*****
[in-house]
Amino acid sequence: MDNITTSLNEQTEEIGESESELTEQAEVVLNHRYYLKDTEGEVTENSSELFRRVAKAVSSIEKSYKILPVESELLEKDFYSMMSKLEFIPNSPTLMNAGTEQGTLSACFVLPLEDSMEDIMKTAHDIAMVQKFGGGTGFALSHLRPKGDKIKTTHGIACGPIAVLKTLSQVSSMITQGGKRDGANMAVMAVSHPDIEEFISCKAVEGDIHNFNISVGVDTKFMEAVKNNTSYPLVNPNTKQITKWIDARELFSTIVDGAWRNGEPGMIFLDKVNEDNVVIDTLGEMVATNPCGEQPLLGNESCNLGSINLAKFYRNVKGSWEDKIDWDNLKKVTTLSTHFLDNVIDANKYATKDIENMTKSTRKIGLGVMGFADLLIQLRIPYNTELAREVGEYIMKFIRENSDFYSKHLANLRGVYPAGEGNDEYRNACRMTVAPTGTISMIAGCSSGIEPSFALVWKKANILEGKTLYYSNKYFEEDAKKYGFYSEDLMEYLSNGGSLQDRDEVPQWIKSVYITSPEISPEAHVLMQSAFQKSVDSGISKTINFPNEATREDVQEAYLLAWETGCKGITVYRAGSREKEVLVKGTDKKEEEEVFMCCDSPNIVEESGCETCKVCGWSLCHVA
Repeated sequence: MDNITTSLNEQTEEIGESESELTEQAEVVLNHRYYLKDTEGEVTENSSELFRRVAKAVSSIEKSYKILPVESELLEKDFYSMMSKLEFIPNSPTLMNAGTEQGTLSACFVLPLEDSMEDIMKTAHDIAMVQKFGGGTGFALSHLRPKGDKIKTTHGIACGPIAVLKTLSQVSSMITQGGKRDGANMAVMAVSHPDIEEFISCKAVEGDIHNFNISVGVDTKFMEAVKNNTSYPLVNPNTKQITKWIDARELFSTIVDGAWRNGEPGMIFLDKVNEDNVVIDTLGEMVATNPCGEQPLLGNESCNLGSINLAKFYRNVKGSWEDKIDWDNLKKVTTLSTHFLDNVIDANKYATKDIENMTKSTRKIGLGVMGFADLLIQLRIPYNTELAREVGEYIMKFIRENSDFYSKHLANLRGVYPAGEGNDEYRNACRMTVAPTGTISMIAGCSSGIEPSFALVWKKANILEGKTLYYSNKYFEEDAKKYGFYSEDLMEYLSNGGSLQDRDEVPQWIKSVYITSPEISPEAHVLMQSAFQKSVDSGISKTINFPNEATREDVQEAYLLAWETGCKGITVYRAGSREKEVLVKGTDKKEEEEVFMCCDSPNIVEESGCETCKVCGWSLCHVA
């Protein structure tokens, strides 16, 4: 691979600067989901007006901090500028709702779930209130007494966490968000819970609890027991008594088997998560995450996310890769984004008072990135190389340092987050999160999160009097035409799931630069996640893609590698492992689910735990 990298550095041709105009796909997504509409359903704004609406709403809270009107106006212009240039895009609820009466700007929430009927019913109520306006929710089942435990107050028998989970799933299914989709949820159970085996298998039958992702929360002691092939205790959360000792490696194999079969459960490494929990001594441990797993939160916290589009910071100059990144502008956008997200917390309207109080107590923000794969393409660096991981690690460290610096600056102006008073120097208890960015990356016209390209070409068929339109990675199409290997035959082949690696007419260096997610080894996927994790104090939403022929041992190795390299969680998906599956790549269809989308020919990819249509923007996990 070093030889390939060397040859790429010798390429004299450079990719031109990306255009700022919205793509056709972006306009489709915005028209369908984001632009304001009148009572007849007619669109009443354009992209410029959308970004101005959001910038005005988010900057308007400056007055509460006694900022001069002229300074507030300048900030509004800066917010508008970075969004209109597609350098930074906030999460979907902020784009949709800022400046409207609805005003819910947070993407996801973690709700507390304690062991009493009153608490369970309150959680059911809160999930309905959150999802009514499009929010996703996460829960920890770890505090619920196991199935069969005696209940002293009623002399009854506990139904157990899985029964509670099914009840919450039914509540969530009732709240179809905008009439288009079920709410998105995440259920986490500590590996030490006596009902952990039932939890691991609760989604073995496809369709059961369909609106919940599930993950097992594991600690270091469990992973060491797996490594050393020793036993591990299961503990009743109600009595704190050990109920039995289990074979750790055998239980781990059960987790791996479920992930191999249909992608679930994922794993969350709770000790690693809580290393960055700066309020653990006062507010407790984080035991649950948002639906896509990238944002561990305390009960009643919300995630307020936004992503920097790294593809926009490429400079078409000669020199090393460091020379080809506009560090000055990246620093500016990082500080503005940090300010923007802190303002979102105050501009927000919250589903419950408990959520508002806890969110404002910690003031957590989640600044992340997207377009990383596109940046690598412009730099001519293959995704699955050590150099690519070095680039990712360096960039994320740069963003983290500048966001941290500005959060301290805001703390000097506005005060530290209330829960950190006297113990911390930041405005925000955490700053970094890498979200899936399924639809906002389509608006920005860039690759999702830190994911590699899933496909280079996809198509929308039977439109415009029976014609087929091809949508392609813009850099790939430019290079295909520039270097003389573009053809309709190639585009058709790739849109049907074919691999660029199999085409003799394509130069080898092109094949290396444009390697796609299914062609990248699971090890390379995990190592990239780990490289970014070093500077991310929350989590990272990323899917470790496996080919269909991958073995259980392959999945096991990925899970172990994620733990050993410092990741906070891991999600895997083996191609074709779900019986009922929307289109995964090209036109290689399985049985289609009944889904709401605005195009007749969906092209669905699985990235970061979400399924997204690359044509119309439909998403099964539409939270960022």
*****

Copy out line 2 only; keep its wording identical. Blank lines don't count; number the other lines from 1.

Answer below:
Amino acid sequence: MDNITTSLNEQTEEIGESESELTEQAEVVLNHRYYLKDTEGEVTENSSELFRRVAKAVSSIEKSYKILPVESELLEKDFYSMMSKLEFIPNSPTLMNAGTEQGTLSACFVLPLEDSMEDIMKTAHDIAMVQKFGGGTGFALSHLRPKGDKIKTTHGIACGPIAVLKTLSQVSSMITQGGKRDGANMAVMAVSHPDIEEFISCKAVEGDIHNFNISVGVDTKFMEAVKNNTSYPLVNPNTKQITKWIDARELFSTIVDGAWRNGEPGMIFLDKVNEDNVVIDTLGEMVATNPCGEQPLLGNESCNLGSINLAKFYRNVKGSWEDKIDWDNLKKVTTLSTHFLDNVIDANKYATKDIENMTKSTRKIGLGVMGFADLLIQLRIPYNTELAREVGEYIMKFIRENSDFYSKHLANLRGVYPAGEGNDEYRNACRMTVAPTGTISMIAGCSSGIEPSFALVWKKANILEGKTLYYSNKYFEEDAKKYGFYSEDLMEYLSNGGSLQDRDEVPQWIKSVYITSPEISPEAHVLMQSAFQKSVDSGISKTINFPNEATREDVQEAYLLAWETGCKGITVYRAGSREKEVLVKGTDKKEEEEVFMCCDSPNIVEESGCETCKVCGWSLCHVA